Since on-road transportation emissions are the state’s biggest single source, WSDOT receives a huge portion of those funds, and the repeal of the CCA would destabilize the entire transportation budget.

Proponents of the initiative, including the Senate’s Republican caucus, argue that it won’t impact the state transportation budget, a position that’s fairly nonsensical even as it’s deliberately misleading. Only future spending is impacted, they argue, and the funds from the CCA can only be spent on “green” projects which obviously don’t include highway projects. But removing any ongoing revenue source from WSDOT’s budget, even one with fairly stringent guardrails like CCA funds, will prompt re-prioritization across the budget.

The Guemes Ferry, which is set to be replaced with an electric ferry but has been delayed due to cost increases, is set to get funding from the Climate Commitment Act if I-2117 fails. (Ryan Packer)

Climate Commitment Act dollars were one of the only bright spots in this year’s transportation budget update, with an additional $324 million able to be invested in projects, with a caveat that if I-2117 passes, those projects get dropped entirety from the budget. That includes a wide range of investments, ranging from $10 million to help replace the diesel ferry between Anacortes and Guemes Island, to $4 million to design safety improvements to Aurora Avenue N in Seattle, to $800,000 for battery electric fire trucks in Redmond and Bellevue.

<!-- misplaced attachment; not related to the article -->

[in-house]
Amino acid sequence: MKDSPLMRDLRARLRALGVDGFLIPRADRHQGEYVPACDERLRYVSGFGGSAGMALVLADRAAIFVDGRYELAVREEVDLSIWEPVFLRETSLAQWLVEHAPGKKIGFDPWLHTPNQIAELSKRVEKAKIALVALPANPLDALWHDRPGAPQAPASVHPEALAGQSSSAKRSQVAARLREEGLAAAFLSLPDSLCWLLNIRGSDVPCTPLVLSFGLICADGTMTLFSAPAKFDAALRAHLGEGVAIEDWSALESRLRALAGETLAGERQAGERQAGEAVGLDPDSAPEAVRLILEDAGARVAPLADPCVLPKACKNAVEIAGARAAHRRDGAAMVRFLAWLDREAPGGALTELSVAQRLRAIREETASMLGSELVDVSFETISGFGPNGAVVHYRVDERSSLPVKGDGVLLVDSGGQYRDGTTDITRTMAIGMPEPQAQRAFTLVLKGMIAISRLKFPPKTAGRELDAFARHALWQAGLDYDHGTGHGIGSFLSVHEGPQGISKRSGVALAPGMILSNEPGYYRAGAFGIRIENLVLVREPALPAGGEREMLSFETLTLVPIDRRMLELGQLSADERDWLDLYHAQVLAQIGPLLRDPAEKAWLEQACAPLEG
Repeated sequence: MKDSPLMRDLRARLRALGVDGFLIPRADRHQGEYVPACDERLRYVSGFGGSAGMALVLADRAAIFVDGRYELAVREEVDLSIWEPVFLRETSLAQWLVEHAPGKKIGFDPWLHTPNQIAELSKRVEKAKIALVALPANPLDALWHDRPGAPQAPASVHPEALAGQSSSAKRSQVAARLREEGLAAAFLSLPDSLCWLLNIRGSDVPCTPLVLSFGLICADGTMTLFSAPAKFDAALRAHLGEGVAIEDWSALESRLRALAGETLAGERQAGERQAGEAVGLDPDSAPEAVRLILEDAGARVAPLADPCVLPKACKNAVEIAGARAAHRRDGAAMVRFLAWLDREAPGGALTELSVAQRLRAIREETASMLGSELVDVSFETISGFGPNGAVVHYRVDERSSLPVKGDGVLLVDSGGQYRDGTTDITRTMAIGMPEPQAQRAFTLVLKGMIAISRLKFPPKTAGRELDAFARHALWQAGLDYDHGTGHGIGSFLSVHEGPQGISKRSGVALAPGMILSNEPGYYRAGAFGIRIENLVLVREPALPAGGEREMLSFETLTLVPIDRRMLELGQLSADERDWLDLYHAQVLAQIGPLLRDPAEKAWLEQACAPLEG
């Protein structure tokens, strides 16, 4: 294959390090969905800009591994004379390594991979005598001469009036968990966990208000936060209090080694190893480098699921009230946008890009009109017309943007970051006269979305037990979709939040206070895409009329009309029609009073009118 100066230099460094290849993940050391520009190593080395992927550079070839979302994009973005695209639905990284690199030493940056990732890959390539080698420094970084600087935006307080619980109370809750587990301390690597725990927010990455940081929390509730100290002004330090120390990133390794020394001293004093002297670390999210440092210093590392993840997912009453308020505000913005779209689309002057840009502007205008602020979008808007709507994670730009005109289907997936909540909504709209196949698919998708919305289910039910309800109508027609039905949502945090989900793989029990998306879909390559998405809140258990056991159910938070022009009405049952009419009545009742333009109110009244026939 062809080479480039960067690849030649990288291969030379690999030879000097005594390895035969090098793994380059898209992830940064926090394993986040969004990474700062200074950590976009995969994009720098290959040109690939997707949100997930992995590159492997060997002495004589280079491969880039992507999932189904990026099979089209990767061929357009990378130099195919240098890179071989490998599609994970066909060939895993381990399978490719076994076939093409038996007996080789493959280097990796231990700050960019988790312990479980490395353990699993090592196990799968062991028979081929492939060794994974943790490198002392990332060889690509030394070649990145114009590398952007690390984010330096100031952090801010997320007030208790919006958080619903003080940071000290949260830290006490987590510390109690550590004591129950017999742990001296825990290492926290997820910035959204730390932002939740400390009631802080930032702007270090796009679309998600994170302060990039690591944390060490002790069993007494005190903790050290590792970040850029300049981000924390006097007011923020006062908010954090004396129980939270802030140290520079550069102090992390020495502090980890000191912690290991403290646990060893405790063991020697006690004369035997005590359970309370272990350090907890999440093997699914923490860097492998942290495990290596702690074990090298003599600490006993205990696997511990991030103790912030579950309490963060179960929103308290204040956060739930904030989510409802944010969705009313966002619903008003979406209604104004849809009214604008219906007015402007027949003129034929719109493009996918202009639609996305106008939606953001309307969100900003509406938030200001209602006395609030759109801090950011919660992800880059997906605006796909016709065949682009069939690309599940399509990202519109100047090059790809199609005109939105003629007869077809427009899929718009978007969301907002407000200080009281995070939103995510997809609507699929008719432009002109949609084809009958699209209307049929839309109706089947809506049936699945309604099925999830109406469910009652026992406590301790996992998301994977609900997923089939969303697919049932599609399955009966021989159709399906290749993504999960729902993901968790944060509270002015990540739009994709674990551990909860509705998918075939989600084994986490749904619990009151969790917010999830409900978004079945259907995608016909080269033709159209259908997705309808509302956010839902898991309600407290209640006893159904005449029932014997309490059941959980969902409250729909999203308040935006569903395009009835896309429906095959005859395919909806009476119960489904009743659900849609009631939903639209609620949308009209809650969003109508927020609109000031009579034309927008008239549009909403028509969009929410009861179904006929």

“If it goes away, then everything is going to be on the table and the appropriators are going to have to think about what do we appropriate with the money we have remaining, and the restrictions on that money,” Millar said. “So I don’t think anybody’s project is free and clear, because it’s not directly associated with the Climate Commitment Act. I think the transportation budget, in that world, it’s all on the table.”

Defusing all of these issues won’t be easy and will likely take many years, but the question for this fall is whether voters will make the decision to willingly light the match.

Article Author

Ryan Packer lives in the Summit Slope neighborhood of Capitol Hill and has been writing for the The Urbanist since 2015. They report on multimodal transportation issues, #VisionZero, preservation, and local politics. They believe in using Seattle's history to help attain the vibrant, diverse city that we all wish to inhabit. Ryan's writing has appeared in Capitol Hill Seattle Blog, Bike Portland, and Seattle Bike Blog, where they also did a four-month stint as temporary editor.